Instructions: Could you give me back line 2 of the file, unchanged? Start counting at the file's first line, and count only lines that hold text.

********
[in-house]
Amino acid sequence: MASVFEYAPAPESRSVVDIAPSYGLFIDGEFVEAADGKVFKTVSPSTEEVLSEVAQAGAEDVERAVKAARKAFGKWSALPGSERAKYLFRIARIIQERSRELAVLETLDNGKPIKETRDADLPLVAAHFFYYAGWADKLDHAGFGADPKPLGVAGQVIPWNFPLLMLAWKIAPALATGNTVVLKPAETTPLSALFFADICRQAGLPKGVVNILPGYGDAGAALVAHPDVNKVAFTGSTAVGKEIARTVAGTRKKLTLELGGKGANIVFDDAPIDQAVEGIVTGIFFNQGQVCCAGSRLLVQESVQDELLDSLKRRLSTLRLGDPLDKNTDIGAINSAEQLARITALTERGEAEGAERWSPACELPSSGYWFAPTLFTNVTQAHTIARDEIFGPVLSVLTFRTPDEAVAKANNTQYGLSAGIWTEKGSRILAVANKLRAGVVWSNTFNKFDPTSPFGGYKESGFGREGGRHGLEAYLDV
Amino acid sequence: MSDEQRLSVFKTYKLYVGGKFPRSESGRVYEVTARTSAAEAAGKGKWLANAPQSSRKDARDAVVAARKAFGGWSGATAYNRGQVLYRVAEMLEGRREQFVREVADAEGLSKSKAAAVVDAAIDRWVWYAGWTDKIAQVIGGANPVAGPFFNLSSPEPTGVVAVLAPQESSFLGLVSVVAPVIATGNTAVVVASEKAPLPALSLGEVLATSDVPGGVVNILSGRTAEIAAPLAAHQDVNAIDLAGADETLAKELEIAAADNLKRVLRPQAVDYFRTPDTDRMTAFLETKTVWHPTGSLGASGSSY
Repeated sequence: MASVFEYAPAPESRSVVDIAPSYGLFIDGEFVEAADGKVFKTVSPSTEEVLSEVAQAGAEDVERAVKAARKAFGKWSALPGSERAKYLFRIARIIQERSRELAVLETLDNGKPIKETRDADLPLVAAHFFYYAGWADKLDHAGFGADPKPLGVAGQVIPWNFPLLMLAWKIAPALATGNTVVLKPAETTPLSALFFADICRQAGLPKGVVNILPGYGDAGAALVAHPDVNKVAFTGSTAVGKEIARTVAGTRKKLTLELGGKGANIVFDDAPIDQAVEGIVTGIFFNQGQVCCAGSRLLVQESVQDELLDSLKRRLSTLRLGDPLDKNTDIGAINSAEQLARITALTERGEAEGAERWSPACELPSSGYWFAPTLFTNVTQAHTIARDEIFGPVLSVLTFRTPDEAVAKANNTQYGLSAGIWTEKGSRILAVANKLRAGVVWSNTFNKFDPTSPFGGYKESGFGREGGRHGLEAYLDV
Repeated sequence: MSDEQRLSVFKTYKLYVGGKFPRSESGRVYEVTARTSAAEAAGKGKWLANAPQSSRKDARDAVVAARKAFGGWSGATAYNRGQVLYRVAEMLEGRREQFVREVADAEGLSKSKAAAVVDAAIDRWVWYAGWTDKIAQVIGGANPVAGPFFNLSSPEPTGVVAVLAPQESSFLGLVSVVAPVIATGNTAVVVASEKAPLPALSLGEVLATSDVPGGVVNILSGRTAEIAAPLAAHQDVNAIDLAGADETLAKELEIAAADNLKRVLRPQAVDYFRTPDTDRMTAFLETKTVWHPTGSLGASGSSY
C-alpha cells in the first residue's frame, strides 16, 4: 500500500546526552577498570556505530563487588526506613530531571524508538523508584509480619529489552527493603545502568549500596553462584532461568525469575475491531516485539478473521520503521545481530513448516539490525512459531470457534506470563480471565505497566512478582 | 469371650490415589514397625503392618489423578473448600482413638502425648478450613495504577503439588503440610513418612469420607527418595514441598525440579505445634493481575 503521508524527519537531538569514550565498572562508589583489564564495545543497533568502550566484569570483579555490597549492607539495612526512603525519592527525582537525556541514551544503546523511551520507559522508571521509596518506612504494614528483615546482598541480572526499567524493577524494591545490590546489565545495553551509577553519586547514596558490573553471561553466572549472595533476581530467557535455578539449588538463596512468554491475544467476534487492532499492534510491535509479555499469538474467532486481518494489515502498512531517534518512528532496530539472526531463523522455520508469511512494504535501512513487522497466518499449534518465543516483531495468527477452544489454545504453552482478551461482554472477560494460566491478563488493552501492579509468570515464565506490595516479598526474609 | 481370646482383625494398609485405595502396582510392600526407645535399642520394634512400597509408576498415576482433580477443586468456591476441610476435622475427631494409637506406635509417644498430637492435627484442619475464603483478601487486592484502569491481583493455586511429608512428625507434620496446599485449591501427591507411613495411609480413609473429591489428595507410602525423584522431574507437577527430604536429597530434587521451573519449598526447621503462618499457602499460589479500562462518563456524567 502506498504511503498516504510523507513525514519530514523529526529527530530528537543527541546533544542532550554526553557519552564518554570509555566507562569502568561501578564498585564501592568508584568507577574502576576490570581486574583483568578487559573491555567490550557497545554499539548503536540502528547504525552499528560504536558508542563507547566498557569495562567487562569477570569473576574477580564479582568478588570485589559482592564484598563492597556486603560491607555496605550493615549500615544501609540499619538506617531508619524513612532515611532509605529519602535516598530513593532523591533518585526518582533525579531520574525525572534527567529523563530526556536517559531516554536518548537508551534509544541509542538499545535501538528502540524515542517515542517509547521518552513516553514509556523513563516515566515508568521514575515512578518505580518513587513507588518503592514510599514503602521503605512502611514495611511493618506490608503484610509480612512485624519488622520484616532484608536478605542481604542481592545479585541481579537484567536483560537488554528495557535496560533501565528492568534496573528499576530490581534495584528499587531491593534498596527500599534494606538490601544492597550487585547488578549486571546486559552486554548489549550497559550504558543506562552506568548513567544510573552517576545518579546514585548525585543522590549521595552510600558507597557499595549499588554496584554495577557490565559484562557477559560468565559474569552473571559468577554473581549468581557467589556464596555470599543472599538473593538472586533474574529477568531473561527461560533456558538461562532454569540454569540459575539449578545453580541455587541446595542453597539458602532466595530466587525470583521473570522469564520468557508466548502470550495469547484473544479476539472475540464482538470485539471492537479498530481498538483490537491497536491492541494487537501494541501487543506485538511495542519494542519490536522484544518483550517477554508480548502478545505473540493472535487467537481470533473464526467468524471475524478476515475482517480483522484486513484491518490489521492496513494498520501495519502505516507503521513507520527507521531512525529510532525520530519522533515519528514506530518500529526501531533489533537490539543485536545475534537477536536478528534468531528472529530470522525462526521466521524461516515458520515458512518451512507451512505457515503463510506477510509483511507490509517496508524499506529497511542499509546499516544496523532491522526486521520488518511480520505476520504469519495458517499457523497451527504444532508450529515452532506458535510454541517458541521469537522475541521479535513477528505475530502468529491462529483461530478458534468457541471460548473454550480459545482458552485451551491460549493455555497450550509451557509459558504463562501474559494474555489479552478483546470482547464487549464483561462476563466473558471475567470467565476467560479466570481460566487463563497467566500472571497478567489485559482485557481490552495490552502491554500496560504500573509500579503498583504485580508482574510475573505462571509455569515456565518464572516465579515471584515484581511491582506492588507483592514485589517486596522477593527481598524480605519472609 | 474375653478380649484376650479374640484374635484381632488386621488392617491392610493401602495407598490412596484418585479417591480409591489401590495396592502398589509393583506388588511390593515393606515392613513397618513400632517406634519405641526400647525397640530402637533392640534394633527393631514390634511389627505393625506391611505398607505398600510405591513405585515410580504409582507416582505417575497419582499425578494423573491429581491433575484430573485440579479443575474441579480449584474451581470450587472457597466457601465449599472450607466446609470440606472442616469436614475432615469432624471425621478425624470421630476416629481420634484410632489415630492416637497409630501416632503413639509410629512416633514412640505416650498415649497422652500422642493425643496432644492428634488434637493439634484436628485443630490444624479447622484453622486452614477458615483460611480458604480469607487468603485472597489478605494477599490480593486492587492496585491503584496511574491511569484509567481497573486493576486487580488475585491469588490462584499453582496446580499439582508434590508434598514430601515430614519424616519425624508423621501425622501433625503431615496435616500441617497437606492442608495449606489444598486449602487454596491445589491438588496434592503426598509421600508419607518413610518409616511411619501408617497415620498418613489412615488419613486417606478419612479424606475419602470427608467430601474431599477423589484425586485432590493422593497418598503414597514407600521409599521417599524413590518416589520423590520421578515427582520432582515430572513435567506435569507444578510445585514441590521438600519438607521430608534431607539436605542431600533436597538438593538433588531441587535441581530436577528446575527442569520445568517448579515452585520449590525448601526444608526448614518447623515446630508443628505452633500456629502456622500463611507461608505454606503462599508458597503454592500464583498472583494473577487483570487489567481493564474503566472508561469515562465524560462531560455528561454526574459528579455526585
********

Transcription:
Amino acid sequence: MASVFEYAPAPESRSVVDIAPSYGLFIDGEFVEAADGKVFKTVSPSTEEVLSEVAQAGAEDVERAVKAARKAFGKWSALPGSERAKYLFRIARIIQERSRELAVLETLDNGKPIKETRDADLPLVAAHFFYYAGWADKLDHAGFGADPKPLGVAGQVIPWNFPLLMLAWKIAPALATGNTVVLKPAETTPLSALFFADICRQAGLPKGVVNILPGYGDAGAALVAHPDVNKVAFTGSTAVGKEIARTVAGTRKKLTLELGGKGANIVFDDAPIDQAVEGIVTGIFFNQGQVCCAGSRLLVQESVQDELLDSLKRRLSTLRLGDPLDKNTDIGAINSAEQLARITALTERGEAEGAERWSPACELPSSGYWFAPTLFTNVTQAHTIARDEIFGPVLSVLTFRTPDEAVAKANNTQYGLSAGIWTEKGSRILAVANKLRAGVVWSNTFNKFDPTSPFGGYKESGFGREGGRHGLEAYLDV